For many people, wisdom tooth extraction is more than a good idea—it’s a necessity to stop the impacted molars from damaging the rest of their smiles. Sometimes, though, extracting a tooth that isn’t impacted is also a good idea, such as if the tooth is damaged or extremely infected, or if it’s lost support due to severe gum disease. In any case, tooth extraction is only a good idea when there’s no other restorative option to save it, or to save your healthy teeth and oral tissues from suffering collateral damage.
Because Impacted Wisdom Teeth Don’t Stop Growing
Wisdom teeth, or third molars, are frequently problematic. There is often little room left at the ends of a patient’s dental ridges to accommodate them, and the molars become impacted by the neighboring molars that are already fully developed. Impaction means that the wisdom tooth is impeded by another tooth, and it will continue to grow and cause increasingly worse discomfort until it is removed. Your dentist may recommend extracting wisdom teeth before they begin to cause problems to help avoid the discomfort and the need to restore damaged teeth later.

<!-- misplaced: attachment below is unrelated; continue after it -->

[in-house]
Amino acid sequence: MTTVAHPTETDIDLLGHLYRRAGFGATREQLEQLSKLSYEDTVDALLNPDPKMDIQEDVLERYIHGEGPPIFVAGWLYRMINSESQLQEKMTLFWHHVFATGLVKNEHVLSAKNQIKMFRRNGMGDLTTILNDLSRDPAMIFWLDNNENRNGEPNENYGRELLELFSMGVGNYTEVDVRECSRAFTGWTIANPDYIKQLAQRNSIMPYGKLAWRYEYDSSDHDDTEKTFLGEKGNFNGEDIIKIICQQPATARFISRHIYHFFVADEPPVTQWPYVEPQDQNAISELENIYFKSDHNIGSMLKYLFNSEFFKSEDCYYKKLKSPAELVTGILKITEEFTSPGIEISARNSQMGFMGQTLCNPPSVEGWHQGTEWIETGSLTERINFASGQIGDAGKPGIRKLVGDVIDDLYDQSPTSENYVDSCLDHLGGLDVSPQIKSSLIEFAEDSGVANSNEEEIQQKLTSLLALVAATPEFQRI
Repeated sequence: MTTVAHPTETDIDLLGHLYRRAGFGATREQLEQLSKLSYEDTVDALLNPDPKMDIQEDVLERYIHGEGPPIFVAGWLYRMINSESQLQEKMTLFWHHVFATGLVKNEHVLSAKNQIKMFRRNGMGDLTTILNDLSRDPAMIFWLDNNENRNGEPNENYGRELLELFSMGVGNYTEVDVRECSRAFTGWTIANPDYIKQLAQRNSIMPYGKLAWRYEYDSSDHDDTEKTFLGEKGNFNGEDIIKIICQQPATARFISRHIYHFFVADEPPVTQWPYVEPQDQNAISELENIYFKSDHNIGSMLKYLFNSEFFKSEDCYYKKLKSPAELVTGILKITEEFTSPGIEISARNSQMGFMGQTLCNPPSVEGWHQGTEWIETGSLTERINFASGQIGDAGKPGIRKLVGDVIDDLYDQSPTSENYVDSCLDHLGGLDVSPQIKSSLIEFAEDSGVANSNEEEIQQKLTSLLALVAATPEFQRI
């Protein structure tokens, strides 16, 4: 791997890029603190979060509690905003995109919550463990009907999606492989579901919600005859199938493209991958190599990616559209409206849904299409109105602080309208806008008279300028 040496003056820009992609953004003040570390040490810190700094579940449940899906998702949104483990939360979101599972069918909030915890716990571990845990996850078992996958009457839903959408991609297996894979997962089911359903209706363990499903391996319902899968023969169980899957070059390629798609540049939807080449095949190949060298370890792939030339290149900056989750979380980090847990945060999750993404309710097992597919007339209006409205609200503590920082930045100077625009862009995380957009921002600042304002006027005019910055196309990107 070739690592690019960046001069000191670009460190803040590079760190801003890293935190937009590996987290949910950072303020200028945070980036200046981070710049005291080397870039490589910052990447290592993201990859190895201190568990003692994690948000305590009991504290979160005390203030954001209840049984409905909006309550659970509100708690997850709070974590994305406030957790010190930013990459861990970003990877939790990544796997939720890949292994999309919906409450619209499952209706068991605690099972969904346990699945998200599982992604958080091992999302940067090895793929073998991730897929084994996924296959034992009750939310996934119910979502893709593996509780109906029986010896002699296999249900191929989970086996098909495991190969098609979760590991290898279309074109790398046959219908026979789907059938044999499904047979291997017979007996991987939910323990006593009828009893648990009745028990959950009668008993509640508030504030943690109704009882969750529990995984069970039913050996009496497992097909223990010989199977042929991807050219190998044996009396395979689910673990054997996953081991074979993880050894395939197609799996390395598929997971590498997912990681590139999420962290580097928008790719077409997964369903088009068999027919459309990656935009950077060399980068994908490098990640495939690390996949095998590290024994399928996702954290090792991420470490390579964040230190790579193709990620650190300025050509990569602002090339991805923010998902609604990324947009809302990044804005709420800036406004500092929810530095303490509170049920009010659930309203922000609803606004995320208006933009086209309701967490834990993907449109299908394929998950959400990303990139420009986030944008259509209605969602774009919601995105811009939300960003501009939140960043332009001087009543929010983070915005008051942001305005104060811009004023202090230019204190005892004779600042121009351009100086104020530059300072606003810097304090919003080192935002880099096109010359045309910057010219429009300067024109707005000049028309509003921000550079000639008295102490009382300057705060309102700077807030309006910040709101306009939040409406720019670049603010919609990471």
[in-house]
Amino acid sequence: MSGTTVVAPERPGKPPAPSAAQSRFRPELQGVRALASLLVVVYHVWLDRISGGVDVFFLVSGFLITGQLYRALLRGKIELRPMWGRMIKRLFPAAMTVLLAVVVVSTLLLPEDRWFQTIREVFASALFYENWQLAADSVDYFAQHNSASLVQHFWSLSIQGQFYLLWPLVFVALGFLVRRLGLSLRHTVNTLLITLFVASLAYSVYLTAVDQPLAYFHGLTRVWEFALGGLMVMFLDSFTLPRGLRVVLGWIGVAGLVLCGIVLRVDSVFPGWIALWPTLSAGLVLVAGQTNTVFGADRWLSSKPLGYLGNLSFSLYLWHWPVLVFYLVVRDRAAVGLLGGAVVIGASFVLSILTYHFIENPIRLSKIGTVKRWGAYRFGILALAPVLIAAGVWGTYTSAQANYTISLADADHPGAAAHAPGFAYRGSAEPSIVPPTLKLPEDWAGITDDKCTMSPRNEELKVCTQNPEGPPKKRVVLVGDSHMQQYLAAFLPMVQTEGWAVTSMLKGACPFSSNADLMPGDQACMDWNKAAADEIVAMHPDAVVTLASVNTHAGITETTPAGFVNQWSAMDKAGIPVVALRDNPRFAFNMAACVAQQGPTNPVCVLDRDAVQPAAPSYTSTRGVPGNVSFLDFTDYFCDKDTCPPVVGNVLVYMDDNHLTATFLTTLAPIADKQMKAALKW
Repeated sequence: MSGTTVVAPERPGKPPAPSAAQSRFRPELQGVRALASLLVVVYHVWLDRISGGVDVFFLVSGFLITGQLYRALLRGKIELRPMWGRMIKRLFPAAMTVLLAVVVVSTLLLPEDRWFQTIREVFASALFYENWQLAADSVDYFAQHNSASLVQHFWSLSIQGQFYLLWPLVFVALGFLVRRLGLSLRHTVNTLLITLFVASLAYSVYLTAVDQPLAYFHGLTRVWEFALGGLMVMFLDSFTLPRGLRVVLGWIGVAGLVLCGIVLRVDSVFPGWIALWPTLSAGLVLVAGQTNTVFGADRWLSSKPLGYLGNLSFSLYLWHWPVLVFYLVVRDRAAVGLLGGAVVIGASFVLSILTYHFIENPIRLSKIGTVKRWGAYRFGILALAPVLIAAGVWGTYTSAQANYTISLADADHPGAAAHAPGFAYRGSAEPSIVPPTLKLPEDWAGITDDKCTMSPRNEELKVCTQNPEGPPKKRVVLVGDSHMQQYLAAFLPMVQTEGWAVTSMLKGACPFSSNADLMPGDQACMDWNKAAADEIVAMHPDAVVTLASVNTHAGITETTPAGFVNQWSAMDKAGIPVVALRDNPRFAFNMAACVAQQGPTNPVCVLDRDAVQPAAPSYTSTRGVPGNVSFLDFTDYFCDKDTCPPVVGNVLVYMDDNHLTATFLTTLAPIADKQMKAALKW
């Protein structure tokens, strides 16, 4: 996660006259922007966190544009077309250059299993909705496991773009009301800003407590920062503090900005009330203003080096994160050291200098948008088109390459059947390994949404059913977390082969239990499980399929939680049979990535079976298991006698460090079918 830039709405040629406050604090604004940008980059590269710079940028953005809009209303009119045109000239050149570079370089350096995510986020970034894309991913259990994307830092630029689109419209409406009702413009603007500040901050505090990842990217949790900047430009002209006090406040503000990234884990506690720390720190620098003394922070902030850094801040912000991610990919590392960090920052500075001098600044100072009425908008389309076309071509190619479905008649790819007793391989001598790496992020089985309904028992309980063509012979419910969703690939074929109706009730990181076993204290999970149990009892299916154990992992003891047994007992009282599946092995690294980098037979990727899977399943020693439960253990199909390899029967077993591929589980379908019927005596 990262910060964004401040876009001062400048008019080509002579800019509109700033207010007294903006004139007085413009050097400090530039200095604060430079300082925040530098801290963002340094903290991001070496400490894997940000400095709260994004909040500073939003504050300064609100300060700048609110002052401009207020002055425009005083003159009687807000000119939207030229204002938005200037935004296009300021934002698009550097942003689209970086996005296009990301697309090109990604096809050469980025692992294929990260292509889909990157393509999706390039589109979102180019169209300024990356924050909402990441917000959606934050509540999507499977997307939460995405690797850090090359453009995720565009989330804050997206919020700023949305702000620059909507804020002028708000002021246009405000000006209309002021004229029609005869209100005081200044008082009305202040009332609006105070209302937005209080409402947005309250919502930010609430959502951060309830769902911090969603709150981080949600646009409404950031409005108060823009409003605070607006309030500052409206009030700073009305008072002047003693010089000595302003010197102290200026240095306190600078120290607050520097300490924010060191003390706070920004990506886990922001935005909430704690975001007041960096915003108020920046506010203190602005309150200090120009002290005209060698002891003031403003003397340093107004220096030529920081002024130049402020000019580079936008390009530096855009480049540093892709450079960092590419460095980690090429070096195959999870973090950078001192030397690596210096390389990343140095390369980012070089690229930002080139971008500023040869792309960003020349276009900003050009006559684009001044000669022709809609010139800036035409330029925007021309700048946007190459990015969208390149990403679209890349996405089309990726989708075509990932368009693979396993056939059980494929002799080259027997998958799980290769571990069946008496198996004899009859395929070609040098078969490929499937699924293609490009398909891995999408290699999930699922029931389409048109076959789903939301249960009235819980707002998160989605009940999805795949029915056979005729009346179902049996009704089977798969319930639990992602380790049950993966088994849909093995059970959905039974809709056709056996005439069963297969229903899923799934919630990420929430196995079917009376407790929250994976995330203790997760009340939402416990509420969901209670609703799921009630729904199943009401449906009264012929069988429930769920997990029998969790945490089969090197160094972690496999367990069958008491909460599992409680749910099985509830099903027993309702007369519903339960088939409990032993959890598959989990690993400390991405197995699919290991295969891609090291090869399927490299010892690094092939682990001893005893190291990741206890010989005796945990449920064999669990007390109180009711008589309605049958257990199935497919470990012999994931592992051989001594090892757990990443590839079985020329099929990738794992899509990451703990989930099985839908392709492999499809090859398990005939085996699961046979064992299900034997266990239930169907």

Because Dental Disease and Damage Don’t Stop Progressing
For teeth that aren’t wisdom teeth, extraction is usually recommended when restoring and saving the tooth is no longer an option. For instance, if decay spreads extensively through the tooth’s interior, then root canal treatment may not be able to stop the infection from spreading beyond the tooth’s root. If a tooth is severely damaged, especially if the root is fractured or broken, then extraction may be the only way to stop a severe infection, or prevent the broken tooth from harming nearby oral tissues.